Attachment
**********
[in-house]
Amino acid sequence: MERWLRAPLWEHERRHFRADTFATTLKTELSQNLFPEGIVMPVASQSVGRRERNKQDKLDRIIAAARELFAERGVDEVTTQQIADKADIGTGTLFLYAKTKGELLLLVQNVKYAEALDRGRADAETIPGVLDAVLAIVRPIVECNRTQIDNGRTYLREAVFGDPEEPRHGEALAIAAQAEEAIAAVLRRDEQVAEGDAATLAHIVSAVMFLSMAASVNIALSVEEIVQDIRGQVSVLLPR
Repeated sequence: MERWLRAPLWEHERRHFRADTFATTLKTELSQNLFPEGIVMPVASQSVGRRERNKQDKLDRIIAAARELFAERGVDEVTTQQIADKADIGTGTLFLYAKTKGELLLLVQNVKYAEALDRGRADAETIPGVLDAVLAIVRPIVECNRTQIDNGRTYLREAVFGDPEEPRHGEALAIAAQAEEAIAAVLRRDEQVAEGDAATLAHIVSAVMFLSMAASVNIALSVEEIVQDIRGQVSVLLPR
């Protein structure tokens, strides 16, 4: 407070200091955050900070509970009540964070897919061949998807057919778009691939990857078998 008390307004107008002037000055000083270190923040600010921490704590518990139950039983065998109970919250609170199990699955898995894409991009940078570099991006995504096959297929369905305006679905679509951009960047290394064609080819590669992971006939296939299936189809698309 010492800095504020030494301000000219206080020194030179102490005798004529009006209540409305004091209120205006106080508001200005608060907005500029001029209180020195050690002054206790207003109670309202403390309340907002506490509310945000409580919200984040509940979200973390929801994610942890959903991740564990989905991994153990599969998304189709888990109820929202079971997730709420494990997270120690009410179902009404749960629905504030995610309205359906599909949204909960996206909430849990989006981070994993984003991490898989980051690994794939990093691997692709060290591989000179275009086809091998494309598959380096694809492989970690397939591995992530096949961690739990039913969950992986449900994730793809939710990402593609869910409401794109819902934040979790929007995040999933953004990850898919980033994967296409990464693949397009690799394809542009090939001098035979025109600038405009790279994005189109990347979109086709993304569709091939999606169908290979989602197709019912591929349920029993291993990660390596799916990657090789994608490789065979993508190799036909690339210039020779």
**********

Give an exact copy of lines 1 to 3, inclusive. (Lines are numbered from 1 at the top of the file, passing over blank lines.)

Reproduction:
[in-house]
Amino acid sequence: MERWLRAPLWEHERRHFRADTFATTLKTELSQNLFPEGIVMPVASQSVGRRERNKQDKLDRIIAAARELFAERGVDEVTTQQIADKADIGTGTLFLYAKTKGELLLLVQNVKYAEALDRGRADAETIPGVLDAVLAIVRPIVECNRTQIDNGRTYLREAVFGDPEEPRHGEALAIAAQAEEAIAAVLRRDEQVAEGDAATLAHIVSAVMFLSMAASVNIALSVEEIVQDIRGQVSVLLPR
Repeated sequence: MERWLRAPLWEHERRHFRADTFATTLKTELSQNLFPEGIVMPVASQSVGRRERNKQDKLDRIIAAARELFAERGVDEVTTQQIADKADIGTGTLFLYAKTKGELLLLVQNVKYAEALDRGRADAETIPGVLDAVLAIVRPIVECNRTQIDNGRTYLREAVFGDPEEPRHGEALAIAAQAEEAIAAVLRRDEQVAEGDAATLAHIVSAVMFLSMAASVNIALSVEEIVQDIRGQVSVLLPR